As I have argued previously for InvestorPlace, if stocks don’t crash, small-cap stocks and emerging markets stocks would likely be the biggest winners. Specifically, I wrote the following:
“Let’s say conditions do indeed favor credit spreads widening, as they have been doing recently, but an accident never comes. Let’s say the rally does persist into year-end, and the bulls are right. What’s the way to play it? Many would argue to just follow the playbook that’s already worked – large-cap tech stocks.
I disagree. If indeed markets were to continue to melt up and we get past the end of October, then I believe the play should be emerging markets and small-cap stocks on a return to breadth.
Why emerging markets? Because we are at a point now where the dollar’s strength, in the absence of a risk-off period, becomes harder and harder to justify. A turnaround in the dollar as risk-ON conditions return would help dollar-denominated assets overseas. Emerging market stocks would likely be beneficiaries of this.”
The move in small-cap stocks has clearly been playing out. When we look at the Russell 2000, the last 48 hours have been nothing short of breath-taking as a tremendous rush of money has gone into the very same “zombie companies” that lagged the “melt-up” this year on concerns of higher-for-longer rates.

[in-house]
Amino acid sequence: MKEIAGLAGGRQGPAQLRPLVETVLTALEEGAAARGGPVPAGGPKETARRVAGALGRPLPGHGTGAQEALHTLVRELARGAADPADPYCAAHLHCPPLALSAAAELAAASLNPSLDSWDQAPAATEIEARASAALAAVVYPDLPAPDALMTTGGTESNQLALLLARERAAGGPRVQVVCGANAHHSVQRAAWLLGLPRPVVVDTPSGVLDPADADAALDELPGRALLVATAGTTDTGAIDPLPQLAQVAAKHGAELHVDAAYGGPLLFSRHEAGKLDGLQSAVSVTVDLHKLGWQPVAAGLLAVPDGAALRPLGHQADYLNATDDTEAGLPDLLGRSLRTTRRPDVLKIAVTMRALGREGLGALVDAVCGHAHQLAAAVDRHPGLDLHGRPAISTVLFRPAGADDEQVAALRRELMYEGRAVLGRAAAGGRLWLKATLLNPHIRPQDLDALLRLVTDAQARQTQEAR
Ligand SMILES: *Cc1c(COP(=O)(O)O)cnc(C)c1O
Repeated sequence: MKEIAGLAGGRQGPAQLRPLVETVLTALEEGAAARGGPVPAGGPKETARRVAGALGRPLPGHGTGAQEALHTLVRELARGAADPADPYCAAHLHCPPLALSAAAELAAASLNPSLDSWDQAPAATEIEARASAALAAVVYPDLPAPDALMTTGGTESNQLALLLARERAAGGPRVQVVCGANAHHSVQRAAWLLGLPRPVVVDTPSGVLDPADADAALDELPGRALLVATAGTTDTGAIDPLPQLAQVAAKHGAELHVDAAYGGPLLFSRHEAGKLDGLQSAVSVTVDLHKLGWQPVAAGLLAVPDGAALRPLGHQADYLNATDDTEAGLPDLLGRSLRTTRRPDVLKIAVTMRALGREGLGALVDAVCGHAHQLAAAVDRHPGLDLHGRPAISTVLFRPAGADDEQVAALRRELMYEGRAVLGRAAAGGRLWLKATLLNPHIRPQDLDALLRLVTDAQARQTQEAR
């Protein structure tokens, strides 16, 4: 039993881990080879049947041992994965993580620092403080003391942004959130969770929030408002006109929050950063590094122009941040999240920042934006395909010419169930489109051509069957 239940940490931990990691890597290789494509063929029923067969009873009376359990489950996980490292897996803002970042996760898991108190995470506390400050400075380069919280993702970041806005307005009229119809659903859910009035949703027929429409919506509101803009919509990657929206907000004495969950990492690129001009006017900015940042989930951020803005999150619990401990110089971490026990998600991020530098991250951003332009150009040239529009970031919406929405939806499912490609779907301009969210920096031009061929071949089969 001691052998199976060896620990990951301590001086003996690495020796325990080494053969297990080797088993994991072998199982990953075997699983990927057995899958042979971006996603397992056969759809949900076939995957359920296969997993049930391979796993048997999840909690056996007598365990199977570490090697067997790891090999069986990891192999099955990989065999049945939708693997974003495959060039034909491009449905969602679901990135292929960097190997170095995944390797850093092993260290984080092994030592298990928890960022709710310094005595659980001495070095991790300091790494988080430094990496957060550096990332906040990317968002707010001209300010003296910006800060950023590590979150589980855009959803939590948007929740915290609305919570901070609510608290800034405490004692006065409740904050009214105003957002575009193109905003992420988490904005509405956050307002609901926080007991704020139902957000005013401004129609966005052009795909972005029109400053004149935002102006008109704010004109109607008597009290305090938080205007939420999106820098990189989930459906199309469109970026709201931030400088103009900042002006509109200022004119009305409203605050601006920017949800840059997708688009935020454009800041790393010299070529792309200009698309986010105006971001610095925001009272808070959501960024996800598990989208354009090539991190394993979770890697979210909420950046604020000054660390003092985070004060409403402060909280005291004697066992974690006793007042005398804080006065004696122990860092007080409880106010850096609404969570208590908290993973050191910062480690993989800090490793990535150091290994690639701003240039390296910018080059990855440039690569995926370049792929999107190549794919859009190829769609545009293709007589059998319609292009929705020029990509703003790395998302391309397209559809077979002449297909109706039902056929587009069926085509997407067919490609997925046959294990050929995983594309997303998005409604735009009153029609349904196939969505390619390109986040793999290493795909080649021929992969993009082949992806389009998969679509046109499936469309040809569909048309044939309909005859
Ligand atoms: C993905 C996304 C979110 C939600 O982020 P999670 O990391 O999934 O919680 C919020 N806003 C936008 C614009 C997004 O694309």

If the move were to persist, I do think emerging markets stocks become the next momentum short-term beneficiary.
To be clear, as I noted on X and in The Lead-Lag Report itself, intermarket dynamics do not suggest this spike higher persists in the long term, and I very much maintain that investors are underappreciating the risk of “Phase 2” of the credit event.
But if there is more room to run into year-end, emerging market stocks could really be set to run. Why? Because if we are back to a more sustained risk-on environment AND the dollar were to fall further, it would be positive for foreign investments. Emerging market stocks tend to do well on a falling dollar, and, at least for now, the downtrend in the dollar seems to just be starting.
So, while I do think on a relative basis small-cap stock momentum can persist, a large rotation into emerging market stocks is a distinct possibility if indeed the short-term conditions persist in a positive way. And given just how poorly emerging markets have performed over the past decade, this seems like a good area to focus on.
On the date of publication, Michael Gayed did not hold (either directly or indirectly) any positions in the securities mentioned in this article. The opinions expressed in this article are those of the writer, subject to the InvestorPlace.com Publishing Guidelines.